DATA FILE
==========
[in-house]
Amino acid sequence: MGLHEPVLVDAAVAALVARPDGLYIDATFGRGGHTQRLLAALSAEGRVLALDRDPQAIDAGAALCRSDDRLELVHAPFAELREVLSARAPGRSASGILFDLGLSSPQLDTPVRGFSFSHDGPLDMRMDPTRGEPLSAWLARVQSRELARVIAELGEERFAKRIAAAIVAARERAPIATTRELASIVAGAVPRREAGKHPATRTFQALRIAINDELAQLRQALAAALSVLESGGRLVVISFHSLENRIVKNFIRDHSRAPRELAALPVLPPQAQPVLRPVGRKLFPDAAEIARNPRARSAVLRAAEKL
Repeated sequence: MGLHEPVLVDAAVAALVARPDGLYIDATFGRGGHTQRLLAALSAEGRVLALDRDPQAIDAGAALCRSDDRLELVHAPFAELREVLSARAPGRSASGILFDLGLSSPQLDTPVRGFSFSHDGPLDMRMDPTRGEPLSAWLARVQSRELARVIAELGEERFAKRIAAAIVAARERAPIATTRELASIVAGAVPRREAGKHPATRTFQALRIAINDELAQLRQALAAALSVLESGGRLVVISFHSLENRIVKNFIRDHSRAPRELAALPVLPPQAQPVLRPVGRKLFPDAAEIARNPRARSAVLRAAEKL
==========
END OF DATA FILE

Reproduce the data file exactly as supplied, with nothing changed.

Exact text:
[in-house]
Amino acid sequence: MGLHEPVLVDAAVAALVARPDGLYIDATFGRGGHTQRLLAALSAEGRVLALDRDPQAIDAGAALCRSDDRLELVHAPFAELREVLSARAPGRSASGILFDLGLSSPQLDTPVRGFSFSHDGPLDMRMDPTRGEPLSAWLARVQSRELARVIAELGEERFAKRIAAAIVAARERAPIATTRELASIVAGAVPRREAGKHPATRTFQALRIAINDELAQLRQALAAALSVLESGGRLVVISFHSLENRIVKNFIRDHSRAPRELAALPVLPPQAQPVLRPVGRKLFPDAAEIARNPRARSAVLRAAEKL
Repeated sequence: MGLHEPVLVDAAVAALVARPDGLYIDATFGRGGHTQRLLAALSAEGRVLALDRDPQAIDAGAALCRSDDRLELVHAPFAELREVLSARAPGRSASGILFDLGLSSPQLDTPVRGFSFSHDGPLDMRMDPTRGEPLSAWLARVQSRELARVIAELGEERFAKRIAAAIVAARERAPIATTRELASIVAGAVPRREAGKHPATRTFQALRIAINDELAQLRQALAAALSVLESGGRLVVISFHSLENRIVKNFIRDHSRAPRELAALPVLPPQAQPVLRPVGRKLFPDAAEIARNPRARSAVLRAAEKL